After a brief 12-year hiatus, we're finally back to living in San Diego. Yes, the move's been a bit stressful, I'm super tired, and I might be having some extra anxiety (it's hard for me to gauge, so my family has my back), but I'm just so happy it doesn't take an hour to go anywhere anymore. In the coming weeks, I'll be sharing a bit more about the different facets of relocating and how it's affecting me. For now, it's feeling so good to be home.
When ancient Romans said goodbye, they used a certain word: "vale" (vah-ley'). Translated literally, it means "be strong". When I first learned this, I thought it was the coolest thing. Imagine telling your friends and anyone else to be strong as you part? Be strong against the pressures of the world. Be strong against the internal and external pain you'll experience. Be strong because there's so much wrong with this world. And if we're going to change it, even a little, then we need to have courage. I like it so much I use it for my signature on my personal email. But that's not all. Some of us guys think we need to stay tough during our hardships, and that's why we don't talk about our depression. However, that's not what being strong means. It not only means to keep going when life gets complicated, but also to rely on someone else when the burden's too much for you to handle on your own. I found this out the hard way, and I want to spare you from the same mindset. So be strong through difficulties and don't give up. But also, have someone else cover your back and help you up when you fall. That's what true strength's all about. Vale.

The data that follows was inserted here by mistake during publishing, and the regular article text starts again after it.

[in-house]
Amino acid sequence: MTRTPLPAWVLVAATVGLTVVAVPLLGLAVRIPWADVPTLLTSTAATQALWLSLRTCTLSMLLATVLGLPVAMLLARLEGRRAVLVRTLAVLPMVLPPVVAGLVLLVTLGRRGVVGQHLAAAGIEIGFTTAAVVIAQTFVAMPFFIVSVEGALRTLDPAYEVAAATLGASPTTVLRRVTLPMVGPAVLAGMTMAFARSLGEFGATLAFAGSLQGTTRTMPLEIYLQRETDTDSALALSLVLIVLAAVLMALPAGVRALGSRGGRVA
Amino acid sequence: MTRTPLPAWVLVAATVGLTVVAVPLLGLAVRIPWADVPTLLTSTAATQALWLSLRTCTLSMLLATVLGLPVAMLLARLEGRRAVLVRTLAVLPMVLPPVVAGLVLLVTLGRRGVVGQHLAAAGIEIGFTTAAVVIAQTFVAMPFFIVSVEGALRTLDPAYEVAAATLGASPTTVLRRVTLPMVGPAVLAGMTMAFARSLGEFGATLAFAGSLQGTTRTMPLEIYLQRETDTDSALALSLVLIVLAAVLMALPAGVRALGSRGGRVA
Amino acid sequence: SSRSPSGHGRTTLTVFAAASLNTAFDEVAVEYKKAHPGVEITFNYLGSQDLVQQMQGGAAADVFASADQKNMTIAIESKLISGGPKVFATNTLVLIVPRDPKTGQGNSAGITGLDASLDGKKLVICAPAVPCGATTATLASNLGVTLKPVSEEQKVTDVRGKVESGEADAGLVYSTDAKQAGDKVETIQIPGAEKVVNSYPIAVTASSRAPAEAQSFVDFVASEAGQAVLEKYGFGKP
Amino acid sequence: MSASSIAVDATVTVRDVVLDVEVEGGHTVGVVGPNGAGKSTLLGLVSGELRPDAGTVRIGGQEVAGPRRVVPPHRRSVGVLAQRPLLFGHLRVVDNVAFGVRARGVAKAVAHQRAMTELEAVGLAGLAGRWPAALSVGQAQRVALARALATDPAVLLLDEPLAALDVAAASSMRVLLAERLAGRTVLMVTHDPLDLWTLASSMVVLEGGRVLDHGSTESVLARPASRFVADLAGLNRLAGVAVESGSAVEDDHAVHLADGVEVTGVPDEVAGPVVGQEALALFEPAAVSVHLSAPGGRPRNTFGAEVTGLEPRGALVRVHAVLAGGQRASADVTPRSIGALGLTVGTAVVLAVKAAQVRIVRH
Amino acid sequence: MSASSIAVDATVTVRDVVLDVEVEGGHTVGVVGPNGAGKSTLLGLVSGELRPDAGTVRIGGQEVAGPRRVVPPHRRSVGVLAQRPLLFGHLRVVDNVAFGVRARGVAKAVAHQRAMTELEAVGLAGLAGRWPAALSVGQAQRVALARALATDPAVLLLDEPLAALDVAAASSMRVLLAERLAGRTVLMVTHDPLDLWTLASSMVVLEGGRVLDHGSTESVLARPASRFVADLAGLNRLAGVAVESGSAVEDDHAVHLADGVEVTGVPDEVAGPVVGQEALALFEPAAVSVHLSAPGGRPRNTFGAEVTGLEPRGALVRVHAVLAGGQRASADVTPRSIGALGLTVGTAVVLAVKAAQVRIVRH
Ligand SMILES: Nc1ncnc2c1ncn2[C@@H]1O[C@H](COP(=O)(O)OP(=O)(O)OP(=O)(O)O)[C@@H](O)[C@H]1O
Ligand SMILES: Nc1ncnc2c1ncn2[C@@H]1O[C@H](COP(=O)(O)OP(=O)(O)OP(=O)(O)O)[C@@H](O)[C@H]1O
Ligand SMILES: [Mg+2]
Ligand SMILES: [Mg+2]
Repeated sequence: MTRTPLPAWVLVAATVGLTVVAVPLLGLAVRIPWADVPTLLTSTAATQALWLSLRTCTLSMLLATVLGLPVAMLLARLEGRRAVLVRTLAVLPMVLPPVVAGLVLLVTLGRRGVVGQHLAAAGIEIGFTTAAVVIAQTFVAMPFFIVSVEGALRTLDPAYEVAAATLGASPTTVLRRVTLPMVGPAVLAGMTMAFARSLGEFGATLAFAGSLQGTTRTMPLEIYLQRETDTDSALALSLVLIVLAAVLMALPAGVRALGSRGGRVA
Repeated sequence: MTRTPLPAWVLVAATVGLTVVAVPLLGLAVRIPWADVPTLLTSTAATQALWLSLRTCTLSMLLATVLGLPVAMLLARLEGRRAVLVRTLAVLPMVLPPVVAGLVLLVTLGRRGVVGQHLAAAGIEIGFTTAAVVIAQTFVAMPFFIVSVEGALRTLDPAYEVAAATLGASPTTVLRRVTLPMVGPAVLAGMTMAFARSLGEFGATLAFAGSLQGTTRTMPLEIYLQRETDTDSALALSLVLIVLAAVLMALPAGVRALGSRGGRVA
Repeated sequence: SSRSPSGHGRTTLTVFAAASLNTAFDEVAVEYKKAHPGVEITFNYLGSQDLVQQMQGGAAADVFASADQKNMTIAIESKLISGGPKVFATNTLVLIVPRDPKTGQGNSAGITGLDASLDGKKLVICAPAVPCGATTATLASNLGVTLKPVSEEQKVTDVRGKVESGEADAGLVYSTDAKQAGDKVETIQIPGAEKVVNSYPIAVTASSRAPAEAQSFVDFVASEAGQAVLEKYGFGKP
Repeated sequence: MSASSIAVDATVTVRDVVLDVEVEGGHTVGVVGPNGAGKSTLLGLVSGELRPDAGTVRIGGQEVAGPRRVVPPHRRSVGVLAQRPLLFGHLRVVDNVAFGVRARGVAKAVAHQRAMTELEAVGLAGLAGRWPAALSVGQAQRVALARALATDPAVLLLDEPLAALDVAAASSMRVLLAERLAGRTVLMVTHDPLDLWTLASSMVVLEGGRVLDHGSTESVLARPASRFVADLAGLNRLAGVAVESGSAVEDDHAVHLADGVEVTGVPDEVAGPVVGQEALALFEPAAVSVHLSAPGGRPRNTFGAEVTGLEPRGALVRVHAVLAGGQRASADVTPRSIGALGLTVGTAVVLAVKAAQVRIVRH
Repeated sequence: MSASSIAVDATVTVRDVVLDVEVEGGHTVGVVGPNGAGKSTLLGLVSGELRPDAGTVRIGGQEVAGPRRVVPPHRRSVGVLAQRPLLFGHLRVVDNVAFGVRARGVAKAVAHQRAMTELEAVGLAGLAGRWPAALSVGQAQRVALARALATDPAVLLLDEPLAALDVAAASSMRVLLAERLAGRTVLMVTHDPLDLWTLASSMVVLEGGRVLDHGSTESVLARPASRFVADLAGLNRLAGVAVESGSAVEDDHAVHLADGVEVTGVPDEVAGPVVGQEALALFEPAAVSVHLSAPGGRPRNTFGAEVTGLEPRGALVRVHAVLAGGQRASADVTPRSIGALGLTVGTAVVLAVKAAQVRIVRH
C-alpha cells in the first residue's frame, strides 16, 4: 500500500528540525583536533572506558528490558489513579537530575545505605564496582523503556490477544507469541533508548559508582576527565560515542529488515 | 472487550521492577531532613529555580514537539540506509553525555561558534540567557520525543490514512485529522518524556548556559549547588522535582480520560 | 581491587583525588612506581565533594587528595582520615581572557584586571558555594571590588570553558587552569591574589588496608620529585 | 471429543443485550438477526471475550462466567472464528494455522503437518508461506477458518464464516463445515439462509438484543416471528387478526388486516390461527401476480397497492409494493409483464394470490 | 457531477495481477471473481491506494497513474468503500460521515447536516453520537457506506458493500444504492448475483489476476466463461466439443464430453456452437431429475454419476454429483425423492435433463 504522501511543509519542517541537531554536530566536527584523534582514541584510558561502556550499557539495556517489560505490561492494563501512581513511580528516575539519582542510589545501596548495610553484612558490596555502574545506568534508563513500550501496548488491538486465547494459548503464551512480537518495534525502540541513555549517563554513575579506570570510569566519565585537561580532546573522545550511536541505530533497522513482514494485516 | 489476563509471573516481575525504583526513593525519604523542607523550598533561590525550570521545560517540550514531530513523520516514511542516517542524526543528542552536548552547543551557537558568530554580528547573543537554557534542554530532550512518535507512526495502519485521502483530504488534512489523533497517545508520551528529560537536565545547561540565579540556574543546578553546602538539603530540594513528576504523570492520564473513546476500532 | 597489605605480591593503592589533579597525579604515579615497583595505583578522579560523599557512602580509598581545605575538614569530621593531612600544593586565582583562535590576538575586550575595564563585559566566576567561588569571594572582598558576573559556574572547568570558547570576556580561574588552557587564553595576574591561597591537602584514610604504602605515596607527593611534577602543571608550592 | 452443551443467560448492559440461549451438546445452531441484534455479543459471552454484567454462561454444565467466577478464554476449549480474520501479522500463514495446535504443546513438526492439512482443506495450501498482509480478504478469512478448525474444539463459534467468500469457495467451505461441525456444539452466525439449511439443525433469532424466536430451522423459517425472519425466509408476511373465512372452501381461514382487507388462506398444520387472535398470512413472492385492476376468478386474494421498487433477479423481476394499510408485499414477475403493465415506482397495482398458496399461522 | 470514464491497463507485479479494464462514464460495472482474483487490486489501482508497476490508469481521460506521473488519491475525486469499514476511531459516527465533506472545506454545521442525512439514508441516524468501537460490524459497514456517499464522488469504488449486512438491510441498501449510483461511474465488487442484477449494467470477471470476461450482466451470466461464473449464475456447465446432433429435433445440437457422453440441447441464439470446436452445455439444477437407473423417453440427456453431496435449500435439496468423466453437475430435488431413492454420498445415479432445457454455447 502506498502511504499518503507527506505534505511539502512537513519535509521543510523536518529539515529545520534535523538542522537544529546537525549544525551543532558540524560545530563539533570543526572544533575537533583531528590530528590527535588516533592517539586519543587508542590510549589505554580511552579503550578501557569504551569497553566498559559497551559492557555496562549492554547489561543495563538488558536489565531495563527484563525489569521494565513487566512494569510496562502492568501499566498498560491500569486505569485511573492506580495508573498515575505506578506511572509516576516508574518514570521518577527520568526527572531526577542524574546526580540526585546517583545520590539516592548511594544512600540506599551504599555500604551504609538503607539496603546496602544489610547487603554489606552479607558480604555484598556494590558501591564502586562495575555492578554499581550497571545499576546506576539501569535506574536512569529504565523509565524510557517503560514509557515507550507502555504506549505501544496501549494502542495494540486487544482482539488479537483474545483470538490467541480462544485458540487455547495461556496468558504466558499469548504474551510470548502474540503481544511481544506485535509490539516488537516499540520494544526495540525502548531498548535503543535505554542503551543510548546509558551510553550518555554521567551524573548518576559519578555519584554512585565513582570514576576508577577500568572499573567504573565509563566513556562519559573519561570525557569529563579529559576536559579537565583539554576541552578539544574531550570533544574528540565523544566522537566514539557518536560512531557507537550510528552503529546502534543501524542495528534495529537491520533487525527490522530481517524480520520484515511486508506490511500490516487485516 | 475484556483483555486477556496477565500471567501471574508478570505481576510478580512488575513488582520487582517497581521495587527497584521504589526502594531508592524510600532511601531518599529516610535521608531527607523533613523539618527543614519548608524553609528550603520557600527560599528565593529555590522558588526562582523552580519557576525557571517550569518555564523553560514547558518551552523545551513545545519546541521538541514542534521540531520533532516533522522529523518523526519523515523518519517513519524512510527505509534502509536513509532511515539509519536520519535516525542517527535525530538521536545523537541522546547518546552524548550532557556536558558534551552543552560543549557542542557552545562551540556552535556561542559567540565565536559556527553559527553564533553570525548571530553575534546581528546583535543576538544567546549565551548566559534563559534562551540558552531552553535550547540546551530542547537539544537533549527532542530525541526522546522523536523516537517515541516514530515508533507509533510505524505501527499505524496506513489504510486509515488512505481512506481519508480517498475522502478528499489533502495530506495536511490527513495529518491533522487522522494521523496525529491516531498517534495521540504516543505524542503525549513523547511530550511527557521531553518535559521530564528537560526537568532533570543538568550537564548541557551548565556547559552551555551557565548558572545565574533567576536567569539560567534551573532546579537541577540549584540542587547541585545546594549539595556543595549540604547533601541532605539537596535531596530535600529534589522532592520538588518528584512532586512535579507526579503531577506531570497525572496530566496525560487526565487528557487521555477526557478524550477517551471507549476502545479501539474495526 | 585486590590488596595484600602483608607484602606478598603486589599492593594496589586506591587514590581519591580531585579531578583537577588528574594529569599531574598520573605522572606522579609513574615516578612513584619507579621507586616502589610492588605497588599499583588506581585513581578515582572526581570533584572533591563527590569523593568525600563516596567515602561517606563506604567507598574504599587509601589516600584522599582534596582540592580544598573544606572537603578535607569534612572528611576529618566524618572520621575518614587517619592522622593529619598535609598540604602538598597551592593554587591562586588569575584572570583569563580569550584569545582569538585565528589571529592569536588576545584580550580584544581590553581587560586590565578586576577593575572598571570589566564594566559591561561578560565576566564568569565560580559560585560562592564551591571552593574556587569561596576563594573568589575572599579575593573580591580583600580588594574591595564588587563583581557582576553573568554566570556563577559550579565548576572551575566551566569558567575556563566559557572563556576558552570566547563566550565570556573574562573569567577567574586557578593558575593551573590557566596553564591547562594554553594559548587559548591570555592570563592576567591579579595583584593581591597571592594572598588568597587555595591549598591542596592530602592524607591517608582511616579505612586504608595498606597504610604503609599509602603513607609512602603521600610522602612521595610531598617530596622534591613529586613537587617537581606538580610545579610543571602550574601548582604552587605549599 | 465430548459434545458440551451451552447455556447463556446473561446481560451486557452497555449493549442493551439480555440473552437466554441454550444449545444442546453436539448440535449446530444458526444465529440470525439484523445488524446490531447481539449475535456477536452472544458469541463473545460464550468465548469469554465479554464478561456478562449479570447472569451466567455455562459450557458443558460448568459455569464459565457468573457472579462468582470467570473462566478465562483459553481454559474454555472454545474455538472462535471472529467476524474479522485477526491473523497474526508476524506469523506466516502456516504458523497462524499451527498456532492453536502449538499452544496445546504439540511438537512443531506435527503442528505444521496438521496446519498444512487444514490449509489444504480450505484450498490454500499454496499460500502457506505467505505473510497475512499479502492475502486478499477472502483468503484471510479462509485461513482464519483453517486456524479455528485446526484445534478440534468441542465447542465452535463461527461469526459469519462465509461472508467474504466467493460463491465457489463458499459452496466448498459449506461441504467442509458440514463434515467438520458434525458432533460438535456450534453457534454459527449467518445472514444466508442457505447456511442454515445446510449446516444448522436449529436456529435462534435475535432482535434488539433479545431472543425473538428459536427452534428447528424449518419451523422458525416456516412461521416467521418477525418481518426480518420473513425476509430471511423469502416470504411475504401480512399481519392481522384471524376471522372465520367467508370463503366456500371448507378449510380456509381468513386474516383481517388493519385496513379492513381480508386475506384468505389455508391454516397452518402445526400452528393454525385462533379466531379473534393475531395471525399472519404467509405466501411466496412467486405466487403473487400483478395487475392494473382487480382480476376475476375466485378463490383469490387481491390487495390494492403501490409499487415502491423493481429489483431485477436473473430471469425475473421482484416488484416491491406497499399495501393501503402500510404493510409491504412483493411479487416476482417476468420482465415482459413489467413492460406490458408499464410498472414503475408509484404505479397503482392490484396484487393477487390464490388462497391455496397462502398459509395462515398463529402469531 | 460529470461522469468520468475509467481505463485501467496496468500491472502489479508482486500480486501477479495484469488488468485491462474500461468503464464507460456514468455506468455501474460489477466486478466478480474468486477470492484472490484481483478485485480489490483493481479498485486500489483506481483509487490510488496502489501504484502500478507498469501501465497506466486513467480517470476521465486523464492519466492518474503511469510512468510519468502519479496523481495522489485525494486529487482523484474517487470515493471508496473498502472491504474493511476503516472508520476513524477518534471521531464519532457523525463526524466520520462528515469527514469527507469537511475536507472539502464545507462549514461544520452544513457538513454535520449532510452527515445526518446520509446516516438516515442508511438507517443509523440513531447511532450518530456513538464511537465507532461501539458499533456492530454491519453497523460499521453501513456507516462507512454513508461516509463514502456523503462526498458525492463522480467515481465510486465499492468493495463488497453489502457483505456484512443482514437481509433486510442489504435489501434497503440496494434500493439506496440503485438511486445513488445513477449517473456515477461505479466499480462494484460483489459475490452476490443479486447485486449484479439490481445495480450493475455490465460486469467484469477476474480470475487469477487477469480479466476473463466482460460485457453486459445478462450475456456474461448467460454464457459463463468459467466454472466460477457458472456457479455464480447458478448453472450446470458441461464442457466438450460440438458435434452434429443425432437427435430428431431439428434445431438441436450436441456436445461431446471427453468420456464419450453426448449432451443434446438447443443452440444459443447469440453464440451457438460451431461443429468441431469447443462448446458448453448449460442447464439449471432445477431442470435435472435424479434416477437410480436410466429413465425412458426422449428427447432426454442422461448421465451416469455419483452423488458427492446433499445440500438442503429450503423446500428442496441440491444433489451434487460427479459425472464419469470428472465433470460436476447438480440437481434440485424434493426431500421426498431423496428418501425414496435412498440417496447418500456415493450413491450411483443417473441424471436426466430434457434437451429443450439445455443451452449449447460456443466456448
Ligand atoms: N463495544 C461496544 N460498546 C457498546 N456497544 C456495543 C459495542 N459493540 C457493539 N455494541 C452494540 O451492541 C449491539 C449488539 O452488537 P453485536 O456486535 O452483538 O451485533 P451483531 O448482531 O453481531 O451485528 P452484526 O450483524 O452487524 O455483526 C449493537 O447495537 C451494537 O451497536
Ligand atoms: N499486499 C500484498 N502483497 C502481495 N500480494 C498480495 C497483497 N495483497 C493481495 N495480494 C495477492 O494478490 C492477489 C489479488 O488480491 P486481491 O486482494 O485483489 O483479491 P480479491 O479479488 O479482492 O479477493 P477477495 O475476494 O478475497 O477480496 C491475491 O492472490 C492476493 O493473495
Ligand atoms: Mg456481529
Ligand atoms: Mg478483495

Life is full of mistakes. Some are big like robbing a bank. Others are small like forgetting about the bread in the toaster and having it burn. But whether big or small, we should move on and not make the same mistakes again. After all, who likes messing up? However, some of us make mistakes and feel like we can never be free of them. Imagine how I felt in those first months of recovery after I crashed the van in my attempt. Reality started to sink in. I realized that I not only almost killed myself, but someone else, too. I was under arrest, facing a huge restitution, and I thought I'd have a criminal record for the rest of my life. I felt my mistake was too big, too terrible, to rise from. Not only did I have the consequences I just mentioned and more, but I was also trying to heal from the disease of depression. And as time went on, I wanted to pay my parents back for the financial hardship they were enduring because of me. I wanted to plan a garage sale and a bunch of other things. At the time, I wasn't aware that I was not only trying to find redemption from my parents, but I was also trying to forgive myself. My mom and dad kept telling me that they didn't want me to pay them back for anything, and the damage was so large, there was no way I'd be able to, even if I tried. They just wanted me to live a full and happy life. But that didn't stop me from thinking of ways to make up for the expenses they had incurred. Finally, my parents talked to my therapist about it, and what he said changed my entire way of thinking about the matter: "Do you think your parents would give anything to keep you mentally healthy? And they would have given everything to have you back if you died? They love you more than anything, and they're giving you a gift. Do you pay people back for the gifts they give you?" It was then I realized so many people around me were actually giving me gifts. Gifts of love, time, and in the case of my parents, all that and money, too. So, yes, I did have consequences. Big ones. And rightfully so. I did something very very wrong. But having consequences shouldn't be the focus of life. What's important is that we learn from them, forgive ourselves, and work hard not to make the same big mistakes again.